Wednesday, 22 July 2009

Flapjack recipe and changes afoot...

I made a batch of date and molasses flapjack last night and thought I'd share my recipe. I know flapjack isn't one of the most complicated things to make but it took me a long time to get a result that wasn't rock hard or completely crumbly! The combination of Mum's recipe, good tins (Mermaid ones in our case, expensive but brilliant and made to last forever) and non-stick baking paper means great flapjack every time!

This is the flapjack (or 'flappy' as its known in our house) fresh out of the oven...
Date and molasses flapjack

Date and molasses flapjack recipe

- 4oz butter
- 3oz muscovado sugar
- 1oz chopped dates
- 1 tsp molasses
- 1 large tsp golden syrup
- 8.5oz porridge oats

I tend to use organic ingredients, except for the golden syrup as I can't find an organic one that's as nice as Tate & Lyle!

Melt the butter, sugar, molasses and golden syrup in a pan over a medium heat. Chop up the dates into the mixture. Scissors is the easiest way to do it, chop them as fine or as chunky as you like.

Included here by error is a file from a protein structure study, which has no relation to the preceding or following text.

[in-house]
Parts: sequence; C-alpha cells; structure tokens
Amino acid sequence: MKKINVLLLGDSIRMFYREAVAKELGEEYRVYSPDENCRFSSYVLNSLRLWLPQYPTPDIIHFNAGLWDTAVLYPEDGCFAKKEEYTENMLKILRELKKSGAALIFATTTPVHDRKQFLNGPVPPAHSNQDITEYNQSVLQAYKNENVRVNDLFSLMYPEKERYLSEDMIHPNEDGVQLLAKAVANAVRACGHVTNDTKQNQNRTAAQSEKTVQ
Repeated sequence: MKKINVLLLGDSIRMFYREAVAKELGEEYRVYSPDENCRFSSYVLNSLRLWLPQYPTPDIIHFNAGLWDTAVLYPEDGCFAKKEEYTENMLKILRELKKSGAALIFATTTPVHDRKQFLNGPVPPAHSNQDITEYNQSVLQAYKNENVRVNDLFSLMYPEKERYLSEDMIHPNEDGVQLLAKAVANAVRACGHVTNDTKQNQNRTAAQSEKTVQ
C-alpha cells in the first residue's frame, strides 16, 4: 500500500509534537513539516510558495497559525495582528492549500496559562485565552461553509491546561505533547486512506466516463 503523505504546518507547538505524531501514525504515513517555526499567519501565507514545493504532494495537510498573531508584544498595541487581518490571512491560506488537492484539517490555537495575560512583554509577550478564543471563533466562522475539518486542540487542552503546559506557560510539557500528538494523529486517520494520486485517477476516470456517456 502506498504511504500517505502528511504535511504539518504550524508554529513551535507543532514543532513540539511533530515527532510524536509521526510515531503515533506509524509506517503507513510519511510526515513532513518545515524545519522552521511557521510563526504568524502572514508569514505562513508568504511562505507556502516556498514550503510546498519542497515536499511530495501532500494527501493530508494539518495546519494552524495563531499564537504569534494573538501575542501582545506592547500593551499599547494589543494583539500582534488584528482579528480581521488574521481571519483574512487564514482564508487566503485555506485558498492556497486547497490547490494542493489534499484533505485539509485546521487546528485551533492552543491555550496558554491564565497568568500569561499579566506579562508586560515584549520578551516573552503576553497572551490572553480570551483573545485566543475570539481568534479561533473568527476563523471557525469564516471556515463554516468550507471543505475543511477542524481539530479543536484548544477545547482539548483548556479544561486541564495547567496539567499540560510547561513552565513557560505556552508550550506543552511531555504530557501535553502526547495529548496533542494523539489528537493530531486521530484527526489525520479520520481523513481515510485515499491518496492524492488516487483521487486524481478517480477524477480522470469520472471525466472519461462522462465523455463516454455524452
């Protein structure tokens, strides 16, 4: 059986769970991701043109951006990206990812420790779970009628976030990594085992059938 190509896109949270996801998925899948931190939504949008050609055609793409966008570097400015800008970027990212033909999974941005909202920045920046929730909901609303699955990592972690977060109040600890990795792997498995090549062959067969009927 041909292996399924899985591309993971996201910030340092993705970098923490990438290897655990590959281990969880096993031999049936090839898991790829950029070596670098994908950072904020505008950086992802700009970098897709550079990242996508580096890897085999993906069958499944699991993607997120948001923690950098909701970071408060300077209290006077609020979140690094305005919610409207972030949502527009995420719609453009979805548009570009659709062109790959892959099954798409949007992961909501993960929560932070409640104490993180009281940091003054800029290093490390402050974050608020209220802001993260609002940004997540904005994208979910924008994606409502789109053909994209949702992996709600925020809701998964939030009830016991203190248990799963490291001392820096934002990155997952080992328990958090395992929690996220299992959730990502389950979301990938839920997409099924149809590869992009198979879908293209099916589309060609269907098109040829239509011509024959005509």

Once the mixture has melted, turn off the heat, chuck in the oats and carefully stir them in. It'll look like too many oats but keep going and make sure the melted mixture is completely mixed in.

Line a baking tin with greaseproof/non-stick baking paper (or use that special reusable stuff if you've got it, I keep meaning to buy some!). My tin is about 6" x 10" and 1" deep but anything vaguely that size should work.

Tip the mixture into the lined tin and smooth it flat with the back of a metal spoon or something. Then put it in a medium oven for about 15-20mins. I put my electric fan-assisted oven to around 160 degrees C. Once you can smell the flapjack and see the surface bubbling slightly it's usually done.

Take it out of the oven and mark out the slices on the surface of the flapjack (I usually divide it into 10). Let it cool in the tin and then remove it and cut it up properly once it's gone a bit more solid. When it's totally cool, put it in an airtight container and it's usually good for a week but tends to be eaten before then!

Mmm... lovely date-y bits!
Close up date and molasses flapjack

If you don't like the idea of date and molasses, leave them out, but put in an extra half oz of sugar and a bit of extra golden syrup instead of the molasses for a plain flapjack.